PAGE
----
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Philippines

Manila Bay project draws flak for wasting money

Bishop Pabillo says $7.8 million could have been better spent to help the poor being hit by the coronavirus pandemic

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Manila Bay project draws flak for wasting money

A scheme to revitalize Manila Bay has come under fire. (Photo: Trendingpod)

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Citizen and church groups have criticized the Philippine government’s efforts to rehabilitate Manila Bay by putting synthetic white sand along its shores, saying it endangers public health and marine life.

The Department of Environment and Natural Resources (DENR) said the government had decided to make an artificial beach by allotting 389 million pesos (US$7.78 million) from public funds.

It said the project was part of rehabilitation efforts called “Battle for Manila Bay” that kicked off in January 2019 aiming to bring the polluted bay back to life.

“This is one battle that we will win not with force or arms but with the firm resolve to bring Manila Bay back to life. With the commitment and determination of every Filipino to do his share in this rehabilitation effort, we have already won the battle for Manila Bay,” the DENR stated on its website.

Environmental group EcoWaste Coalition, however, has demanded full disclosure before dumping artificial white sand beach along the bay.

“The government should make public all information on the steps they had taken that led to the decision to spend 389 million pesos of taxpayers’ money for this expensive project,” said the group in a statement.

EcoWaste also said that dolomite, a type of calcium magnesium mineral used to create artificial white sand, was dangerous and could cause respiratory diseases.

“As the public has the right to know, we urge the DENR to post on their website all pertinent documents that will provide environmental, health, legal and financial justification for pursuing this beautification project,” said spokesperson Aileen Lucero.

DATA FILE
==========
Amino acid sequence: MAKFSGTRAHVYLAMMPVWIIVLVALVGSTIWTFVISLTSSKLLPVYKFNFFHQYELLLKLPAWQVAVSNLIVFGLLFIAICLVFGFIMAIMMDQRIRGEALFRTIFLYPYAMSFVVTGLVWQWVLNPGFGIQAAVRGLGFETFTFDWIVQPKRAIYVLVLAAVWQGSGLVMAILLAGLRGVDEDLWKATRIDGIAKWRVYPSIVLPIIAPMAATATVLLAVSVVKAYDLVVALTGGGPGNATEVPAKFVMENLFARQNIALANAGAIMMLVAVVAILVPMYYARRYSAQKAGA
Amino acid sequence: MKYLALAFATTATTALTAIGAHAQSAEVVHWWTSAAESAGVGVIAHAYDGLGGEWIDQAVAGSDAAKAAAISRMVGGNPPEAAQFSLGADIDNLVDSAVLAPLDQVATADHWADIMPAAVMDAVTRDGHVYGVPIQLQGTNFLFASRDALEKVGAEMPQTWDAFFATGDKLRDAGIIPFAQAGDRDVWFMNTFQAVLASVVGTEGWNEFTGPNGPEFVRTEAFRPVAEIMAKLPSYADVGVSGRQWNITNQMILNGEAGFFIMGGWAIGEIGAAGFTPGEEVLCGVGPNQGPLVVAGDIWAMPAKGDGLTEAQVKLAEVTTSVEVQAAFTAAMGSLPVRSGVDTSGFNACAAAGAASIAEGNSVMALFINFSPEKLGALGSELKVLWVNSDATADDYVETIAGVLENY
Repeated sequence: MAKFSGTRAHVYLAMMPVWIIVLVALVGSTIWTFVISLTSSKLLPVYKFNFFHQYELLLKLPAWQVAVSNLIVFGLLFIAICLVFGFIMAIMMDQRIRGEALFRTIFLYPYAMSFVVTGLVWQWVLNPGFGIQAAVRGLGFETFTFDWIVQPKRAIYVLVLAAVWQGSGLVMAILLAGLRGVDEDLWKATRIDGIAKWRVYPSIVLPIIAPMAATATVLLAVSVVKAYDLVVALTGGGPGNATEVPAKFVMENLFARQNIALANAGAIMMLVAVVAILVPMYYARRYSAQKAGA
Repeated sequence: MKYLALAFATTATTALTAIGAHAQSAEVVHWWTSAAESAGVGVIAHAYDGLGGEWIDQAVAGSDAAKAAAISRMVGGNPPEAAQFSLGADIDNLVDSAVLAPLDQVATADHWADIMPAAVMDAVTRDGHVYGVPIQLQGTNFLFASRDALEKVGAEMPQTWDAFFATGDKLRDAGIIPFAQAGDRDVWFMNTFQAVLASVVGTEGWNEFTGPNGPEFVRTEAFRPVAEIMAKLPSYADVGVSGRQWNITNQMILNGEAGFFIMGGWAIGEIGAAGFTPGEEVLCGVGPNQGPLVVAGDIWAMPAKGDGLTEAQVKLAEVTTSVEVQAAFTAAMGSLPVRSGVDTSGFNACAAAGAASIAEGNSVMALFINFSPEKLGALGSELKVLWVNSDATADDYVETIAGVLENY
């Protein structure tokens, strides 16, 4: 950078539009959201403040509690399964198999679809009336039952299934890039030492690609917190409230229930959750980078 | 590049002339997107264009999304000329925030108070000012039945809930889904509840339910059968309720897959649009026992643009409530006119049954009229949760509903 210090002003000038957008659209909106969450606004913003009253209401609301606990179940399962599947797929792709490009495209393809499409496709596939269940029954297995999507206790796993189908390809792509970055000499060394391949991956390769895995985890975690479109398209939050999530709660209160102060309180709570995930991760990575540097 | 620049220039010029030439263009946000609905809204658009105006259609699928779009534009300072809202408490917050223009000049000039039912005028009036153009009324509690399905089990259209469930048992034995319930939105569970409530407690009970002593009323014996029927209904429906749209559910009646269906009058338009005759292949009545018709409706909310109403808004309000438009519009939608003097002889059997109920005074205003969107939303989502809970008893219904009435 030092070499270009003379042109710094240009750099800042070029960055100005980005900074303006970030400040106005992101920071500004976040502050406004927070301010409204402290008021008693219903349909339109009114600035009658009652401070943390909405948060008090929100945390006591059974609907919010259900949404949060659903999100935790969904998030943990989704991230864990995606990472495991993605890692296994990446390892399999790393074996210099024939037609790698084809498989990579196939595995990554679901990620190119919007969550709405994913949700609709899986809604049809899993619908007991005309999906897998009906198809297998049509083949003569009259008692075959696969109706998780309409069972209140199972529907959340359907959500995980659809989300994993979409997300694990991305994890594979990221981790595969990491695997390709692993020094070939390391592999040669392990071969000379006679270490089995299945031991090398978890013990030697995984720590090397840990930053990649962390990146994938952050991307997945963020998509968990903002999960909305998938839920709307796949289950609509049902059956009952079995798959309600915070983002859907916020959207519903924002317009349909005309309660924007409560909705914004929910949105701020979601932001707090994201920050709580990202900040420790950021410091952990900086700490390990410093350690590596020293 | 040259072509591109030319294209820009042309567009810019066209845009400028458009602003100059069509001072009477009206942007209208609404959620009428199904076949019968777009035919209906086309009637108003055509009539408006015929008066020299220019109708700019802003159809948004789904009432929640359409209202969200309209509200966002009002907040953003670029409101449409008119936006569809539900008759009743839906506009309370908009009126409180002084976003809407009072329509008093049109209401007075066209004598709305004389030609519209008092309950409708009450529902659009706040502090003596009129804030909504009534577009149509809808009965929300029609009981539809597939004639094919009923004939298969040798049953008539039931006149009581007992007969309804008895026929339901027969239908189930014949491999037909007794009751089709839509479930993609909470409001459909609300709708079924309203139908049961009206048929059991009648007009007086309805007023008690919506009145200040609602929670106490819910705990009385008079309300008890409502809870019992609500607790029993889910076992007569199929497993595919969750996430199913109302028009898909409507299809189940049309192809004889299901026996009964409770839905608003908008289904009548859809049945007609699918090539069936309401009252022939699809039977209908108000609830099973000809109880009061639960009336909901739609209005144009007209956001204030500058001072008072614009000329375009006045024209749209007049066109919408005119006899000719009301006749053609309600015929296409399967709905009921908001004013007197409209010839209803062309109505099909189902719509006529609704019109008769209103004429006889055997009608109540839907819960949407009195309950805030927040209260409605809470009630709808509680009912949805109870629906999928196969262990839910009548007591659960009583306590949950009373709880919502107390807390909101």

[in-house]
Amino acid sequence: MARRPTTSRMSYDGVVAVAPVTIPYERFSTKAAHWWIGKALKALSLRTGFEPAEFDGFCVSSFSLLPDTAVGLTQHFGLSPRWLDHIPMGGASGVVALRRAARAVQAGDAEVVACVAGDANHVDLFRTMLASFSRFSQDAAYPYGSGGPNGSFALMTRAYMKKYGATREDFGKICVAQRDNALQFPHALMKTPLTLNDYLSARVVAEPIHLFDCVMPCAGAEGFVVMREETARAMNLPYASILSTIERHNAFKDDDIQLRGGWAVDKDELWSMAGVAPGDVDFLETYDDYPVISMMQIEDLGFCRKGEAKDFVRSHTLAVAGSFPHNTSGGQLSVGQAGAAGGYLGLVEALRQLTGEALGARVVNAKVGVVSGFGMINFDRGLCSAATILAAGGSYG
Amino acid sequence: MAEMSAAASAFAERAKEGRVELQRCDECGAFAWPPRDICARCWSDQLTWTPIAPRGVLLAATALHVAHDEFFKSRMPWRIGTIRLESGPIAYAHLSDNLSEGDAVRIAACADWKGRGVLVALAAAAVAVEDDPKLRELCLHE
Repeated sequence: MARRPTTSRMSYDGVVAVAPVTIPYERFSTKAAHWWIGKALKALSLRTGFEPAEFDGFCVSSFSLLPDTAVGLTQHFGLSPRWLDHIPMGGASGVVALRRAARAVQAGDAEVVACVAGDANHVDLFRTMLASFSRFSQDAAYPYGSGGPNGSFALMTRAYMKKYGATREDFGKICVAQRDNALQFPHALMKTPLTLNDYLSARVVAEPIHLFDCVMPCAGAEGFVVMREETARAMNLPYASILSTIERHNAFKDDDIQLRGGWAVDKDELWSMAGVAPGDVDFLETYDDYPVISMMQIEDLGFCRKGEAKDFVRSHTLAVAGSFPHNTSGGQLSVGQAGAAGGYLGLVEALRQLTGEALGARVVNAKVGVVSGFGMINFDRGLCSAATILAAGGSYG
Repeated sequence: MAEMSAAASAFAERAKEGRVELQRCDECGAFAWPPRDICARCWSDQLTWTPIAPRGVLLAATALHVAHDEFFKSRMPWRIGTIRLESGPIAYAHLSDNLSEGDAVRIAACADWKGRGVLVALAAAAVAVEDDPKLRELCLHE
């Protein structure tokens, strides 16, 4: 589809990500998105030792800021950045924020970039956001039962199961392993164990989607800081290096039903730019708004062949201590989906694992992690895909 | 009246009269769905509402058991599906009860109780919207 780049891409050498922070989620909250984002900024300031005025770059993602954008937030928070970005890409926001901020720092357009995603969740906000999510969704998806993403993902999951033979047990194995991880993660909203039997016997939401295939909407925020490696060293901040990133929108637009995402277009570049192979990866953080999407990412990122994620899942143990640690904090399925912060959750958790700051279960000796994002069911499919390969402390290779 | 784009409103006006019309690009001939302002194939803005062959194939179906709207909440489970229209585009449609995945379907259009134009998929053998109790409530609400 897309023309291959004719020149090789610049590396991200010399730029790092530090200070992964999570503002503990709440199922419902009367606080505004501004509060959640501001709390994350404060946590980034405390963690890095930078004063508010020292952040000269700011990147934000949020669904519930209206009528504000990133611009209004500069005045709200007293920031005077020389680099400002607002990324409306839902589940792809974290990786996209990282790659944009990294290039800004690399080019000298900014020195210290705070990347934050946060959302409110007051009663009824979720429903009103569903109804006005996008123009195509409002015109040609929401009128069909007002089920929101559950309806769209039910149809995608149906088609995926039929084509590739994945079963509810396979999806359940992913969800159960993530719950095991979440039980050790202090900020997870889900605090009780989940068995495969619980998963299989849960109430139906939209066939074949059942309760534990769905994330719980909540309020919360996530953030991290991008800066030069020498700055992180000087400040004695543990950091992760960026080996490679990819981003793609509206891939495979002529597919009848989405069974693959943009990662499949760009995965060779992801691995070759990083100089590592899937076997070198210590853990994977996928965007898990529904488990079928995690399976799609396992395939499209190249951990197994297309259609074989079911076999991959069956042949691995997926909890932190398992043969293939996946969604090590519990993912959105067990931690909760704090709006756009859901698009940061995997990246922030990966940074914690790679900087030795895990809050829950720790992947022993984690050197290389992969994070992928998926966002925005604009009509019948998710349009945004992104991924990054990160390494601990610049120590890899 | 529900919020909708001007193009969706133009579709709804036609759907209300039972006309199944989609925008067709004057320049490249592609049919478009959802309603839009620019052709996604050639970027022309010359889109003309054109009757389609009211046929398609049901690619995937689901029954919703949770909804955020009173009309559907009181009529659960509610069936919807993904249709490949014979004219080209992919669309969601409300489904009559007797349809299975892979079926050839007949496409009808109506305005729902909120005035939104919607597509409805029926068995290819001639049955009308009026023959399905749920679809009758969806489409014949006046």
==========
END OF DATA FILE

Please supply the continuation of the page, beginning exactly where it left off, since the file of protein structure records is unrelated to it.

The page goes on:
Lucero said government agencies must also show that they did not violate a court order that halted any development in the area.

“The agencies should have considered potential harm to the marine and coastal ecosystems and human health, and how much [taxpayer] money will be required for the continuing monitoring, maintenance and replenishment of the white sand beach, which could be used for truly rehabilitating Manila Bay and supporting the poor who depend on it for livelihoods,” said Lucero.

Manila apostolic administrator Bishop Broderick Pabillo said that the money could have been better spent to help the poor being hit by the coronavirus pandemic.

He said the government should have exercised prudence before “massively spending” on a beautification project.

“The Manila Bay project is ill-timed given the pandemic. The poor are the victims of this pandemic. They say we do not have money anymore. But how come they have allotted these hundreds of millions for a beautification project?” Bishop Pabillo asked in a radio interview.

“During these times, where many are without jobs and have no food to eat, this project amounting to over 300 million pesos just for white sand appears to be ill-timed.”

The prelate also agreed with environmentalists who fear the sand could be swept away during typhoons.

“The shores of Manila Bay may be beautiful, but we are not even sure if this white sand will be able to stay since tons of trash fill up Manila Bay whenever there are typhoons,” Bishop Pabillo said.

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